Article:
MacEdward Leach and the Songs of Atlantic Canada

The Dark-Eyed Sailor

Mrs. T. Ghaney NFLD 2 Tape 14A Track 3
Fermeuse Audio:
Ballad

As l roamed out one evening late
I met a maiden all on my way
I met a maiden all on my way
And she paid attention
And she paid attention
To hear what l would say

I says fair maiden why do you walk alone
For the night is coming on and the day near gone
She turned away and grew pale wit' woe
It's a dark-eyed sailor
It's a dark-eyed sailor
Proved the cause of all my woes

It was seven long years ago he took a ring from my band
He broke the token and gave half to me
While the other lies rolling
While the other lies rolling
In the bottom of the sea

He said fair maiden drive him from your mind
For as good a sailor as him you'll find
My love was tall but no rake like you
To advise a maiden
To advise a maiden
To slight her love for you

For to drink he-

My tarry sailor I would never disdain
All others like him I’ll treat the same
For to drink his health here’s a piece of coin
For that dark-eyed sailor

Young girls be true to your lovers away
For there’s many a dark and a cloudy morn
Brings forth a shin and lovely day

LEACH: That’s a hard song to sing
MRS. GHANEY: Yes sir it is hard.


Notes


Sources: Also known as The Broken Ring, and The Broken Token.; Laws N35 (The Dark-Eyed Sailor, Fair Phoebe and her Dar-Eyed Sailor); Roud 265; Creighton-Nova Scotia 29; Creighton/Senior,pp. 144-46; Lehr 1985, 46; Greenleaf, 1968: 81; Greenleaf/Mansfield 36; Karpeles, 1971:184; Mercer 1979: 112; Peacock, 1965: 513; An extensive bibliography of broadside sources is available from the Traditional Ballad Index (http://www.csufresno.edu/folklore/BalladSearch.html).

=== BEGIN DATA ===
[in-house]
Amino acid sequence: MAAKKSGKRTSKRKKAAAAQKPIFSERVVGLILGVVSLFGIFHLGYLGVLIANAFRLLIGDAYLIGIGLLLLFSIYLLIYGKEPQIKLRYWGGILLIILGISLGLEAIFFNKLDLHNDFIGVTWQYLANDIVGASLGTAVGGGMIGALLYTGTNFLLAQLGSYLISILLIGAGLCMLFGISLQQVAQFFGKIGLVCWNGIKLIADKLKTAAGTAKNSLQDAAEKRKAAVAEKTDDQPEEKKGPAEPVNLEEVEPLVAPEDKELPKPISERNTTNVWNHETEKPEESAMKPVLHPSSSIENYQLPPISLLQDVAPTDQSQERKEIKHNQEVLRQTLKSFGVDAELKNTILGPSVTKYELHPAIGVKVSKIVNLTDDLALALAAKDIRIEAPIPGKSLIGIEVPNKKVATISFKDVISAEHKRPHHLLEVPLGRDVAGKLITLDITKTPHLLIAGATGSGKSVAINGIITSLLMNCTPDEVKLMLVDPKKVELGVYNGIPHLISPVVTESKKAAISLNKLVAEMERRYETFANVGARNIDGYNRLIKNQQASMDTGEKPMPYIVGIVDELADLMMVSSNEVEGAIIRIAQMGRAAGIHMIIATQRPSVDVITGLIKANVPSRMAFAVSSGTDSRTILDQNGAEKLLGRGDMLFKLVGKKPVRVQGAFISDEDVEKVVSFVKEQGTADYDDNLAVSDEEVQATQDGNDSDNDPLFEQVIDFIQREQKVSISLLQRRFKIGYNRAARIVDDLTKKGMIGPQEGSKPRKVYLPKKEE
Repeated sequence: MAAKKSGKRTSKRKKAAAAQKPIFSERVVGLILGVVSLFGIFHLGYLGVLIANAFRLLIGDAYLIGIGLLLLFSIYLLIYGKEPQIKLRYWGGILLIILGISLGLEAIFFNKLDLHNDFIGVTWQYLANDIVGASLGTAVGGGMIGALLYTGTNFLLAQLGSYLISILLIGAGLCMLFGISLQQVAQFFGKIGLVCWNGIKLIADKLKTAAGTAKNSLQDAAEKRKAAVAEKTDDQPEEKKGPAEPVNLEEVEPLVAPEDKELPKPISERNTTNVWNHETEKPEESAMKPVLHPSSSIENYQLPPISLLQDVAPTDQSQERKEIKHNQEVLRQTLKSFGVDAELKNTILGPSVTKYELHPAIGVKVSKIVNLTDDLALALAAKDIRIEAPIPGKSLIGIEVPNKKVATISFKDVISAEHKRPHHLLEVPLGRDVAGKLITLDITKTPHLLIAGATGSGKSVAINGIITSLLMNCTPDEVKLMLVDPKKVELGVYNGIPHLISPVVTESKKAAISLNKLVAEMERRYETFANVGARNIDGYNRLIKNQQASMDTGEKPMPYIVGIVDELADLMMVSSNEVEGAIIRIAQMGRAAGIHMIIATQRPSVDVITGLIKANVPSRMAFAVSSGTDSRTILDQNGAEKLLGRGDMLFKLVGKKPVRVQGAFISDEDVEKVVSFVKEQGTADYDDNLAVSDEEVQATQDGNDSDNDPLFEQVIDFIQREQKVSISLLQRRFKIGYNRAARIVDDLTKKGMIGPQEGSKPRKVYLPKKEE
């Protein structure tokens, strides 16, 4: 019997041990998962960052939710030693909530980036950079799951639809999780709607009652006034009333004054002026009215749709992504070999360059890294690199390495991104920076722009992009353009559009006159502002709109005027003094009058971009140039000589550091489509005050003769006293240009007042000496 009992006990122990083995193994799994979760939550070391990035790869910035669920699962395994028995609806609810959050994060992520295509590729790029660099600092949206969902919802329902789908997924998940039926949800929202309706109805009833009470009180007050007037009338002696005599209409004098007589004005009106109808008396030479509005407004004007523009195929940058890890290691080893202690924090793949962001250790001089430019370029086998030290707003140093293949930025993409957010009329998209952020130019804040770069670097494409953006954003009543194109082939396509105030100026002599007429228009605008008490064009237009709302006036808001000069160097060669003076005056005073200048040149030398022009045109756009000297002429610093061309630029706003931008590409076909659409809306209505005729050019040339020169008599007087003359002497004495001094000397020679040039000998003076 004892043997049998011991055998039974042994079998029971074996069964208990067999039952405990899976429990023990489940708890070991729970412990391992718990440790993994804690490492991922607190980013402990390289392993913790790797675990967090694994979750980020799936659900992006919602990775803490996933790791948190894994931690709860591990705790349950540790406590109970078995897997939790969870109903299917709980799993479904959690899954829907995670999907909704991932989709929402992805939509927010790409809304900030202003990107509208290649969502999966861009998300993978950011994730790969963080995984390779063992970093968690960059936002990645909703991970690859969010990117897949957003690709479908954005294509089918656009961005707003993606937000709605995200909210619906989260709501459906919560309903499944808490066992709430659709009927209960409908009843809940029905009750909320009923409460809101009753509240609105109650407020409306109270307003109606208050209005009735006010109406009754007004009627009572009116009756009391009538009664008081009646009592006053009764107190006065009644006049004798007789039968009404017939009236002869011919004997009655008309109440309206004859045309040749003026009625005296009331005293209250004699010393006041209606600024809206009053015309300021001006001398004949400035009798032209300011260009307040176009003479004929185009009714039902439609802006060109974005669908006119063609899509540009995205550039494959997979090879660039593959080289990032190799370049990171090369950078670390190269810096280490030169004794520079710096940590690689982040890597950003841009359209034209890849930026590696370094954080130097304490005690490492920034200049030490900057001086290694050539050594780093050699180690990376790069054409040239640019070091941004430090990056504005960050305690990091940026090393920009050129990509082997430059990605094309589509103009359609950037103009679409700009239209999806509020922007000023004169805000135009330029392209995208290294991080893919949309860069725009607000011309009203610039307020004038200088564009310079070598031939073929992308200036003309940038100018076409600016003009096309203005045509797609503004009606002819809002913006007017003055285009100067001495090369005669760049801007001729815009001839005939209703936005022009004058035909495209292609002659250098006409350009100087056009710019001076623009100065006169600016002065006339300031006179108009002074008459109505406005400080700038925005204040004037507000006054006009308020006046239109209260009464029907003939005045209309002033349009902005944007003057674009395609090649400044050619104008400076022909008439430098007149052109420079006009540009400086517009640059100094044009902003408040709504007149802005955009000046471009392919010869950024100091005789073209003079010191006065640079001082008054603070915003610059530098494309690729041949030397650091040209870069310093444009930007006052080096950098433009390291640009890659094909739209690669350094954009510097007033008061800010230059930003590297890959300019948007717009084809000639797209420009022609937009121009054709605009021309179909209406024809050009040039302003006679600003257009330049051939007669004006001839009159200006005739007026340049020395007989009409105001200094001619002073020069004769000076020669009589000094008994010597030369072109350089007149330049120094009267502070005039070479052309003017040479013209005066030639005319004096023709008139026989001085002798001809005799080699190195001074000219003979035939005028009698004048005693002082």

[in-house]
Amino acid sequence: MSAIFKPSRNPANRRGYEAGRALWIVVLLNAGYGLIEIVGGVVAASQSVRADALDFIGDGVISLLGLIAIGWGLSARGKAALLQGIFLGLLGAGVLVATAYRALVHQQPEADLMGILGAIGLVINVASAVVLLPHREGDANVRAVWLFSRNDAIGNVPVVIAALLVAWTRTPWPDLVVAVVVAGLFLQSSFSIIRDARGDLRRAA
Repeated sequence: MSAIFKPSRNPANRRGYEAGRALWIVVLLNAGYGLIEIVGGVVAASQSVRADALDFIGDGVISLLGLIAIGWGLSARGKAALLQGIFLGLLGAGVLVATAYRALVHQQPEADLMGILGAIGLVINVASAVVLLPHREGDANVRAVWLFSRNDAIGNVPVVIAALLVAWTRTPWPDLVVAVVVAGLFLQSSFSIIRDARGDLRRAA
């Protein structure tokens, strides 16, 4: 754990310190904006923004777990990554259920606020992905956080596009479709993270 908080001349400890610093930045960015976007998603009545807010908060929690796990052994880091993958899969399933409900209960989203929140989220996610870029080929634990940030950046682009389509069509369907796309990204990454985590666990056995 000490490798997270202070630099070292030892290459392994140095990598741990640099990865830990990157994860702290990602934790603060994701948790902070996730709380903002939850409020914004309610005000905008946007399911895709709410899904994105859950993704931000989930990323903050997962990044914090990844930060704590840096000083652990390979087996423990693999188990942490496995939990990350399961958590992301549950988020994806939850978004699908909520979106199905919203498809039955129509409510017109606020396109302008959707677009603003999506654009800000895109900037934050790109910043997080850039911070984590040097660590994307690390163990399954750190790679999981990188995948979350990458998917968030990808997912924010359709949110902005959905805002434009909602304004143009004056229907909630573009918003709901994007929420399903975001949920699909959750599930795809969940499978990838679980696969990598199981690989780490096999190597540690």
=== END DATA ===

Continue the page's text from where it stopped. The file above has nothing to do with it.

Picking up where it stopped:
From the Memorial University Folklore and Language Archive (MUNFLA) Song Index and Song Annotation Collection: Broderick, Tina MUNFLA 72-238; Goldstein, K., W. Wareham MUNFLA 79-002.

History: This song is dated prior to 1809 according to the Bodleian broadsides.

Text: A sailor meets a sad young maiden who is lamenting the death of her beloved at sea. Before leaving seven years prior, he gave her half a ring and kept the other half. Unlike other versions of this song in which the sailor is the beloved returned, it is unclear here. They instead drink to his health and a piece of coin is offered which may represent the ring. The final stanza encourages young women to keep their fidelity to their lovers as they will return someday.

Tune: The text is through composed with an internal refrain on line three and four of most verses. The melody is repeated with each verse. The singer uses a common tune and lots of vibrato and ornamentation. The meter is felt freely. The key is C major with a range of a major 9th from G to A.

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